Lieutenant Colonel Taylor Terry was killed on Christmas Eve while helping a police officer in the parking lot of the Bellaire-area Maaco Collision Repair – the shop he owned for 21 years. He leaves behind a wife, two children and a grandson.
On Christmas Eve morning, with his wife Judy by his side and plans to close up early to celebrate the holiday, Terry saw an officer having trouble apprehending a criminal after a car chase ended in the parking lot of his shop. Both Bellaire Police Department Sergeant Jimmie Norman and Terry Taylor were allegedly shot and killed by the criminal who is awaiting trial for the murders.
Terry’s selfless act will be honored by a $50,000 endowment that will give a $5,000 scholarship in perpetuity to a Cy-Fair ISD student who wishes to pursue a criminal justice degree. Board members of the 100 Club, a non-profit organization that gives financial aid to families of those in law enforcement and fire fighters who are killed or catastrophically injured in the line of duty, voted unanimously to make this gift to the Cy-Fair Educational Foundation. “Terry was a citizen who went above and beyond the call of duty to help an officer in need,” said Rick Hartley, Executive Director of the 100 Club. “It is a small way we can say thank you to Terry’s family.”
The Taylor family was first offered financial assistance by the 100 Club but Kevin, Terry’s son who owns another Maaco Collision Repair in the Cy-Fair area, didn’t feel right about accepting the offer. “We wanted to give back to the community instead.”
A 27-year military officer veteran, Lieutenant Colonel Terry Taylor was honored in February by the Cy-Fair Educational Foundation at the annual Salute to Heroes event. Impressed by positive impact the organization is making in the lives of community students, Kevin had already started to visit with the Cy-Fair Educational Foundation about making a contribution for someone in need when he was approached by the 100 Club with their generous gift. “My dad believed strongly in the importance of a solid education. My sister is an engineer in St. Louis and my father and I both earned master degrees,” said Kevin. “We feel like it’s so important to help someone attend school who wouldn’t otherwise be able to afford it.”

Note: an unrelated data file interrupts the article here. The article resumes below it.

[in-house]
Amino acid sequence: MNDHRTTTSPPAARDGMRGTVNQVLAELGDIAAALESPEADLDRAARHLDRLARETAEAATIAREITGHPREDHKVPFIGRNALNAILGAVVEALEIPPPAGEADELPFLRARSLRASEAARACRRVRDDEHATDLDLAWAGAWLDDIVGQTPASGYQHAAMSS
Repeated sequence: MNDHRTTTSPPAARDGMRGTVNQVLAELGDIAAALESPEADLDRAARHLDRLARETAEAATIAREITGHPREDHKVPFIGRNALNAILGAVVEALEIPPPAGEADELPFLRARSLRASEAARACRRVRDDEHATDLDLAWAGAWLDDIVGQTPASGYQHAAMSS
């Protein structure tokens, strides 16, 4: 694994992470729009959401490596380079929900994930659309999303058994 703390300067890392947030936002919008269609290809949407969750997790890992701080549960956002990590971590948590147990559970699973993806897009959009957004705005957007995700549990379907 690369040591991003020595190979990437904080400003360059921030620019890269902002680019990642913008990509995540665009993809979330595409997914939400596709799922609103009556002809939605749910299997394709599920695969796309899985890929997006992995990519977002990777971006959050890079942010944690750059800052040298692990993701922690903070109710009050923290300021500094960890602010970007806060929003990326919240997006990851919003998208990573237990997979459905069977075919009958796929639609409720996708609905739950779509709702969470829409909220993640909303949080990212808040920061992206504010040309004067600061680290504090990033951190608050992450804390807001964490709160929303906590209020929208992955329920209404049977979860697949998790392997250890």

The Taylor family moved to the Cy-Fair community in the 1970s from Kentucky. “My mom still lives in the same house I grew up in,” said Kevin. Terry was a quiet man who worked hard, but also enjoyed camping and fishing. “He was an old-school military guy who always helped someone when they needed it,” said Kevin. “He never drank alcohol or smoked a day in his life and loved walking every night with his dogs,” said Kevin.
Kevin’s son turned one on the day of Terry’s funeral. “My son will never get to know his grandfather. My father didn’t get a chance to know his only grandson,” said Kevin. “We are trying to make sense of what happened and why. We know that bad things happen to good people and that we are living God’s plan so there is a reason, a purpose…I feel like this scholarship is one positive thing that will come out of this,” he said.